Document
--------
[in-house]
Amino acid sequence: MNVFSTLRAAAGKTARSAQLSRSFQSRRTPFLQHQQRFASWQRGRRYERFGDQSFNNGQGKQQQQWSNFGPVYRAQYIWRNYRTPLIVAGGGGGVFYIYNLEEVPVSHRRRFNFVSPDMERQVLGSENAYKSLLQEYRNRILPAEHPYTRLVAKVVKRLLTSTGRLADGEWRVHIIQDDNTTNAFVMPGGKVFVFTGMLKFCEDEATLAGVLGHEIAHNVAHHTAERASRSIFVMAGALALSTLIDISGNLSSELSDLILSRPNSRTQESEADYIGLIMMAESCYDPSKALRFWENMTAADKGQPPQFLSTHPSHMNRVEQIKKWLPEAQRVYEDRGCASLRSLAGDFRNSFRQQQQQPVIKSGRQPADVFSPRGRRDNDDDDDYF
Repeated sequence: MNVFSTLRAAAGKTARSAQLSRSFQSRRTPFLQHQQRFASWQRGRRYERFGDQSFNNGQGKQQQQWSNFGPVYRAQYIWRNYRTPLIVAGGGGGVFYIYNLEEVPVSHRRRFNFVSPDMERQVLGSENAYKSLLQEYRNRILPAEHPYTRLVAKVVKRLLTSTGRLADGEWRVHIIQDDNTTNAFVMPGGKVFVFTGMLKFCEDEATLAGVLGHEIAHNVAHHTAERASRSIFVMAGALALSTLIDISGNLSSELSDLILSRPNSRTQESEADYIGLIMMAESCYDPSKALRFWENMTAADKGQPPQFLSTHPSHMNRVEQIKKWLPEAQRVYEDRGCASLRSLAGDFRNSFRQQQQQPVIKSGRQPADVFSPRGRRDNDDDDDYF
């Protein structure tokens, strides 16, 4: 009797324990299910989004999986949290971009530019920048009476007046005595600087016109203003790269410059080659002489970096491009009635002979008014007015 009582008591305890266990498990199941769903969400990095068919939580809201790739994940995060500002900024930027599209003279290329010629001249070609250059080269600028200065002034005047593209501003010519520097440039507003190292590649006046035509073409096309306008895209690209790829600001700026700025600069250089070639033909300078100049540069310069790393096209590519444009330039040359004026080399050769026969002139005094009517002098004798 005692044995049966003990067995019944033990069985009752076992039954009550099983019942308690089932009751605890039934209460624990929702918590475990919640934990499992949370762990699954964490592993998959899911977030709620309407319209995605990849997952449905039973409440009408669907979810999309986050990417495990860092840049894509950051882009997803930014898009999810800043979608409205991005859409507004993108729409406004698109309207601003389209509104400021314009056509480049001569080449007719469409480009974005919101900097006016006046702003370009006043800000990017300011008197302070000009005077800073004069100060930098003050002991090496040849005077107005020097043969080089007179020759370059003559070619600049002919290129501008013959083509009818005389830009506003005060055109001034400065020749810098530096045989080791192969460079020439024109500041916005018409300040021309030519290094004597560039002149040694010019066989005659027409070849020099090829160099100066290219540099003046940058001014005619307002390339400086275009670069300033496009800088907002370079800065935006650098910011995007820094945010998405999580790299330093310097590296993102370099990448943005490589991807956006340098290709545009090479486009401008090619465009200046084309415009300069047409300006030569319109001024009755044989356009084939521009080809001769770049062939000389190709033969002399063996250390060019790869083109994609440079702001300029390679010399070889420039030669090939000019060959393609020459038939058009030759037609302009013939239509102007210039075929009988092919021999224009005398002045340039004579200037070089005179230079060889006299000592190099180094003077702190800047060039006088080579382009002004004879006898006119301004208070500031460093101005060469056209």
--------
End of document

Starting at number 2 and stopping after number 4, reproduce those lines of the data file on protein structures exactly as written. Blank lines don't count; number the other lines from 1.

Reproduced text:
Amino acid sequence: MNVFSTLRAAAGKTARSAQLSRSFQSRRTPFLQHQQRFASWQRGRRYERFGDQSFNNGQGKQQQQWSNFGPVYRAQYIWRNYRTPLIVAGGGGGVFYIYNLEEVPVSHRRRFNFVSPDMERQVLGSENAYKSLLQEYRNRILPAEHPYTRLVAKVVKRLLTSTGRLADGEWRVHIIQDDNTTNAFVMPGGKVFVFTGMLKFCEDEATLAGVLGHEIAHNVAHHTAERASRSIFVMAGALALSTLIDISGNLSSELSDLILSRPNSRTQESEADYIGLIMMAESCYDPSKALRFWENMTAADKGQPPQFLSTHPSHMNRVEQIKKWLPEAQRVYEDRGCASLRSLAGDFRNSFRQQQQQPVIKSGRQPADVFSPRGRRDNDDDDDYF
Repeated sequence: MNVFSTLRAAAGKTARSAQLSRSFQSRRTPFLQHQQRFASWQRGRRYERFGDQSFNNGQGKQQQQWSNFGPVYRAQYIWRNYRTPLIVAGGGGGVFYIYNLEEVPVSHRRRFNFVSPDMERQVLGSENAYKSLLQEYRNRILPAEHPYTRLVAKVVKRLLTSTGRLADGEWRVHIIQDDNTTNAFVMPGGKVFVFTGMLKFCEDEATLAGVLGHEIAHNVAHHTAERASRSIFVMAGALALSTLIDISGNLSSELSDLILSRPNSRTQESEADYIGLIMMAESCYDPSKALRFWENMTAADKGQPPQFLSTHPSHMNRVEQIKKWLPEAQRVYEDRGCASLRSLAGDFRNSFRQQQQQPVIKSGRQPADVFSPRGRRDNDDDDDYF
């Protein structure tokens, strides 16, 4: 009797324990299910989004999986949290971009530019920048009476007046005595600087016109203003790269410059080659002489970096491009009635002979008014007015 009582008591305890266990498990199941769903969400990095068919939580809201790739994940995060500002900024930027599209003279290329010629001249070609250059080269600028200065002034005047593209501003010519520097440039507003190292590649006046035509073409096309306008895209690209790829600001700026700025600069250089070639033909300078100049540069310069790393096209590519444009330039040359004026080399050769026969002139005094009517002098004798 005692044995049966003990067995019944033990069985009752076992039954009550099983019942308690089932009751605890039934209460624990929702918590475990919640934990499992949370762990699954964490592993998959899911977030709620309407319209995605990849997952449905039973409440009408669907979810999309986050990417495990860092840049894509950051882009997803930014898009999810800043979608409205991005859409507004993108729409406004698109309207601003389209509104400021314009056509480049001569080449007719469409480009974005919101900097006016006046702003370009006043800000990017300011008197302070000009005077800073004069100060930098003050002991090496040849005077107005020097043969080089007179020759370059003559070619600049002919290129501008013959083509009818005389830009506003005060055109001034400065020749810098530096045989080791192969460079020439024109500041916005018409300040021309030519290094004597560039002149040694010019066989005659027409070849020099090829160099100066290219540099003046940058001014005619307002390339400086275009670069300033496009800088907002370079800065935006650098910011995007820094945010998405999580790299330093310097590296993102370099990448943005490589991807956006340098290709545009090479486009401008090619465009200046084309415009300069047409300006030569319109001024009755044989356009084939521009080809001769770049062939000389190709033969002399063996250390060019790869083109994609440079702001300029390679010399070889420039030669090939000019060959393609020459038939058009030759037609302009013939239509102007210039075929009988092919021999224009005398002045340039004579200037070089005179230079060889006299000592190099180094003077702190800047060039006088080579382009002004004879006898006119301004208070500031460093101005060469056209």